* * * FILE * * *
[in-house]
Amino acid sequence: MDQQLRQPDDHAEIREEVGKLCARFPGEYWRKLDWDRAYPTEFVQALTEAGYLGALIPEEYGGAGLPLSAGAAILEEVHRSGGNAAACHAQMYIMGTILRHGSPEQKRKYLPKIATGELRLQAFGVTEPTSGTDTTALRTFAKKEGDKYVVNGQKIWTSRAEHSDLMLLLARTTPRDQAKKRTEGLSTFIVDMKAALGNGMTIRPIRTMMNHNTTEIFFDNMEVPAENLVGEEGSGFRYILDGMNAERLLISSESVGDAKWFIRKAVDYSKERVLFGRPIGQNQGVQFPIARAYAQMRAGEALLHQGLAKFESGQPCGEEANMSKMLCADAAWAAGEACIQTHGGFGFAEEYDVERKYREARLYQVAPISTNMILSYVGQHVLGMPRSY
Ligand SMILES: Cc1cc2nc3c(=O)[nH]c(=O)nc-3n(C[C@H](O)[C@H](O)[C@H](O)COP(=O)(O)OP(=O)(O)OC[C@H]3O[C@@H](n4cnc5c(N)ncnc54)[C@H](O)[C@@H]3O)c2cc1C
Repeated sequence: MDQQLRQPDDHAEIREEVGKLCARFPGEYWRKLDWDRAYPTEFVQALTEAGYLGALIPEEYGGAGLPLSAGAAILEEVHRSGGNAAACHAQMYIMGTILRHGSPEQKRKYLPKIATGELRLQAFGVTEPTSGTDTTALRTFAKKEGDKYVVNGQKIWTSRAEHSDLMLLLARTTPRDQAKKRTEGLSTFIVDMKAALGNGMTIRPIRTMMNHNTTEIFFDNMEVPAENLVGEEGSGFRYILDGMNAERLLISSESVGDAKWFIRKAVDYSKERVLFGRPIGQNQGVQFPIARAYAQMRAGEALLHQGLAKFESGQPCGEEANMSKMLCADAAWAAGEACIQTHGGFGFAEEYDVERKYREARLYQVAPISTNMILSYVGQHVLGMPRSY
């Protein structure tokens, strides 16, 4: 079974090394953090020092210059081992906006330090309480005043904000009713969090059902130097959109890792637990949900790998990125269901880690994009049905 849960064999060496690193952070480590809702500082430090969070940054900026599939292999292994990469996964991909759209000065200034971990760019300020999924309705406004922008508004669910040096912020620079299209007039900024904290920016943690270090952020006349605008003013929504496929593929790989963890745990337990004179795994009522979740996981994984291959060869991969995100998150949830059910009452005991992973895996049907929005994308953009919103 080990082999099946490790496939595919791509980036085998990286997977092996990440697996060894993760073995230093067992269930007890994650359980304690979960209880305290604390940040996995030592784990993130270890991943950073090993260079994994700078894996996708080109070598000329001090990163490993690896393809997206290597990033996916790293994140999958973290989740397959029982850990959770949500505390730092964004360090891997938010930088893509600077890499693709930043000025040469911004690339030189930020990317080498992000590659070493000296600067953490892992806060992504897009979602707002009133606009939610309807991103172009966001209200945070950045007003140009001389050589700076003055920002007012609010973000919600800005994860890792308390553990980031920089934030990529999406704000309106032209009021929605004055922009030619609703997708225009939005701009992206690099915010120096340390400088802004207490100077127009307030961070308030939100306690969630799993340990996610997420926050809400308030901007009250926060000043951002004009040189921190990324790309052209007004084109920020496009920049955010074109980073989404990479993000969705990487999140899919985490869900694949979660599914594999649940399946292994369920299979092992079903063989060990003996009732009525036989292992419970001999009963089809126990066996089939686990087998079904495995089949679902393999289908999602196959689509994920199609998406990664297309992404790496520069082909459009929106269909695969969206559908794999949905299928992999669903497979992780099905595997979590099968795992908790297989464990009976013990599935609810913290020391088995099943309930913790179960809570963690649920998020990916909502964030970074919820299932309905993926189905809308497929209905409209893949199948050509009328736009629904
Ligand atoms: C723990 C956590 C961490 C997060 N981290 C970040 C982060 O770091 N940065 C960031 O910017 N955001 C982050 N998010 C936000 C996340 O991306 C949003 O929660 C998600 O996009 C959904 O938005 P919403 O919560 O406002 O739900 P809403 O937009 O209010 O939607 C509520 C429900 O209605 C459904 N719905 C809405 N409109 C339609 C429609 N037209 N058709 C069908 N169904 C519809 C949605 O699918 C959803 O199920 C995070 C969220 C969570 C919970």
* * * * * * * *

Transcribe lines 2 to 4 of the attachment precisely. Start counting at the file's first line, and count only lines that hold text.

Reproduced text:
Amino acid sequence: MDQQLRQPDDHAEIREEVGKLCARFPGEYWRKLDWDRAYPTEFVQALTEAGYLGALIPEEYGGAGLPLSAGAAILEEVHRSGGNAAACHAQMYIMGTILRHGSPEQKRKYLPKIATGELRLQAFGVTEPTSGTDTTALRTFAKKEGDKYVVNGQKIWTSRAEHSDLMLLLARTTPRDQAKKRTEGLSTFIVDMKAALGNGMTIRPIRTMMNHNTTEIFFDNMEVPAENLVGEEGSGFRYILDGMNAERLLISSESVGDAKWFIRKAVDYSKERVLFGRPIGQNQGVQFPIARAYAQMRAGEALLHQGLAKFESGQPCGEEANMSKMLCADAAWAAGEACIQTHGGFGFAEEYDVERKYREARLYQVAPISTNMILSYVGQHVLGMPRSY
Ligand SMILES: Cc1cc2nc3c(=O)[nH]c(=O)nc-3n(C[C@H](O)[C@H](O)[C@H](O)COP(=O)(O)OP(=O)(O)OC[C@H]3O[C@@H](n4cnc5c(N)ncnc54)[C@H](O)[C@@H]3O)c2cc1C
Repeated sequence: MDQQLRQPDDHAEIREEVGKLCARFPGEYWRKLDWDRAYPTEFVQALTEAGYLGALIPEEYGGAGLPLSAGAAILEEVHRSGGNAAACHAQMYIMGTILRHGSPEQKRKYLPKIATGELRLQAFGVTEPTSGTDTTALRTFAKKEGDKYVVNGQKIWTSRAEHSDLMLLLARTTPRDQAKKRTEGLSTFIVDMKAALGNGMTIRPIRTMMNHNTTEIFFDNMEVPAENLVGEEGSGFRYILDGMNAERLLISSESVGDAKWFIRKAVDYSKERVLFGRPIGQNQGVQFPIARAYAQMRAGEALLHQGLAKFESGQPCGEEANMSKMLCADAAWAAGEACIQTHGGFGFAEEYDVERKYREARLYQVAPISTNMILSYVGQHVLGMPRSY